3, Open a new firefox window and repeat step 2, will still get the same response, since the http session is tied to the firefox browser.

4, Open a chrome window and repeat step 2, will get a different response due to a new http session and new stateful session bean instance were created.

Since both http sessin and stateful session bean are used to manage user session, their timeout value should be in kept in sync.

This app is programmed to JavaEE 6 and EJB 3.1, using some new features such as @StatefulTimeout and a portable module-scope jndi name. I've tested with GlassFish 3.0, and it should also work, without any modification, in any JavaEE-6-compliant appserver. To run with JavaEE 5 appserver, some minor modifications are needed.

The stateful bean reference is looked up, instead of using field injection. This is necessary to keep it thread safe and avoid being accessed by different users.

15 comments:

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Daniel Hansen said...

"To run with JavaEE 5 appserver, some minor modifications are needed"

Is there a somewhere that these mods are posted?

Daniel Hansen
Webmaster, GroupReign.Org
One24

javahowto said...

To run with Java EE 5 appserver, you will need to remove the line:

@StatefulTimeout(unit = TimeUnit.MINUTES, value = 30)

and also replace @WebServlet annotation with servlet declaration and url mapping in web.xml.

@StatefulTimeout and @WebServlet are new in Java EE 6 (EJB 3.1 and Servlet 3.0, respectively).

Daniel Hansen said...

You were right. That was minor..thanks!

irenew bracelet said...

"To run with Java EE 5 appserver, you will need to remove the line:

@StatefulTimeout(unit = TimeUnit.MINUTES, value = 30)"

Thank you. I had totally missed that after about two hours of looking through bugs.

` Corey

Anonymous said...

Thanks for that short tutorial. I am newbie to java ee, it helped me a lot.

Corey said...

"Thanks for that short tutorial. I am newbie to java ee, it helped me a lot."

I've found some really good online resources for this. Let me see if I can find them and I'll repost them.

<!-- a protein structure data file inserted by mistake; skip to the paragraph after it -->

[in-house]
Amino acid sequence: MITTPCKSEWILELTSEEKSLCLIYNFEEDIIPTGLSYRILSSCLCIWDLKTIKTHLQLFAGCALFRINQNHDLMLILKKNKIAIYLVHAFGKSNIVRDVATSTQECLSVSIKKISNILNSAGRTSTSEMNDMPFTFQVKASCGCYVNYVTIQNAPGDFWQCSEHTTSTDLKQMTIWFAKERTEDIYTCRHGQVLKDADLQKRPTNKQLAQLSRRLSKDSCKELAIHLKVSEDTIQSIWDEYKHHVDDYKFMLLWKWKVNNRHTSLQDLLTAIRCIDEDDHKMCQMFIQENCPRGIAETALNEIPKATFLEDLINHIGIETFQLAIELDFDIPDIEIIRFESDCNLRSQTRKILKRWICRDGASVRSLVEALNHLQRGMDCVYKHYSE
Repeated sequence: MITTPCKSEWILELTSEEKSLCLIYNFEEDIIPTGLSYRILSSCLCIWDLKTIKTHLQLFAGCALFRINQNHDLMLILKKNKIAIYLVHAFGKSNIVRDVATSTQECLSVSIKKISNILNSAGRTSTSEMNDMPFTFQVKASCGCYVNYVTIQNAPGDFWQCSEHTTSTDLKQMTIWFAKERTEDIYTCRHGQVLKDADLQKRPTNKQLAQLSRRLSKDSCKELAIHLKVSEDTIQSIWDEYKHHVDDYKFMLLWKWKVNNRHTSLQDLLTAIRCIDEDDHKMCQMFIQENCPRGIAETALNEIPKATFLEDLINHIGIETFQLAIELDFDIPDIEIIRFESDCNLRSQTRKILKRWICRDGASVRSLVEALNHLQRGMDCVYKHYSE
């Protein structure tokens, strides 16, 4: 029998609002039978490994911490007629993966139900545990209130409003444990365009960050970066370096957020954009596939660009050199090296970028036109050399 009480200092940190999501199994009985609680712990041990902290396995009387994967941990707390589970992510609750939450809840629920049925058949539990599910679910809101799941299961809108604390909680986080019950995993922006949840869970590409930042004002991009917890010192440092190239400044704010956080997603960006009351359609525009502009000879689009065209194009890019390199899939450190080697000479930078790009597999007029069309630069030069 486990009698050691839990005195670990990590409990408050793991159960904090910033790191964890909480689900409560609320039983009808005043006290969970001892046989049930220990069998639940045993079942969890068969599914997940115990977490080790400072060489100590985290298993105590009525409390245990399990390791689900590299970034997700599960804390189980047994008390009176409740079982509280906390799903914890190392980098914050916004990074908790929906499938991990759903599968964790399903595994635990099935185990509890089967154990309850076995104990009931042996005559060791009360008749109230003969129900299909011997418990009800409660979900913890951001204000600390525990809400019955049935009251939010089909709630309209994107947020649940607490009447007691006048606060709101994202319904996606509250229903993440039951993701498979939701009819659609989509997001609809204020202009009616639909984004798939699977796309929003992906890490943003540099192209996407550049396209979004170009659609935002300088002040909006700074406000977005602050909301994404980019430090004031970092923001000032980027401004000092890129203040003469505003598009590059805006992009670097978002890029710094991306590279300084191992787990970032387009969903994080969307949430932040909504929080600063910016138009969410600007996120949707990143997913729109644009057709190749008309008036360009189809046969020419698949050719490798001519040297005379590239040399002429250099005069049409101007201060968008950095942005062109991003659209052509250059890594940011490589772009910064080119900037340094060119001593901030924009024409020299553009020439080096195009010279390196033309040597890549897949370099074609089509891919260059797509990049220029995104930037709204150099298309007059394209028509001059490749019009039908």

Corey - Latest Blog Post Batman Legos

Nils said...

Hello javahowto,

thx alot.

I am wondering how the session tracking is implemented in your solution.
I.e. how does the client save the session identifiers (SessionID)?
Are cookies required?

BR
Nils

Nils said...

Hello javahowto,

thx alot.

I am wondering how the session tracking is implemented in your solution.
I.e. how does the client save the session identifiers (SessionID)?
Are cookies required?

BR
Nils

javahowto said...

Browsers typically need to allow cookies for session tracking. The session tracking details are all handled by the underlying appserver or web container. Apps use the session tracking service by calling api like HttpServletRequest.getSession(), and store any stateful ejb reference into the http session.

Anonymous said...

As you have given example of using http session for stateful bean, similiarly we can store stateless bean and I will get the same instance. then how these two bean are different?

javahowto said...

stateless bean instances are all considered the same, so no need to save it in http session. You can use the stateless ejb injected whenever you need it, or look it up.

Nancy Darnard said...

With Java is there 16 ways to accomplish the same thing like c# looks like it is?

Ecommerce Website Development said...

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Anonymous said...

@Ecommerce Website Development

PHP seems easier than this :-)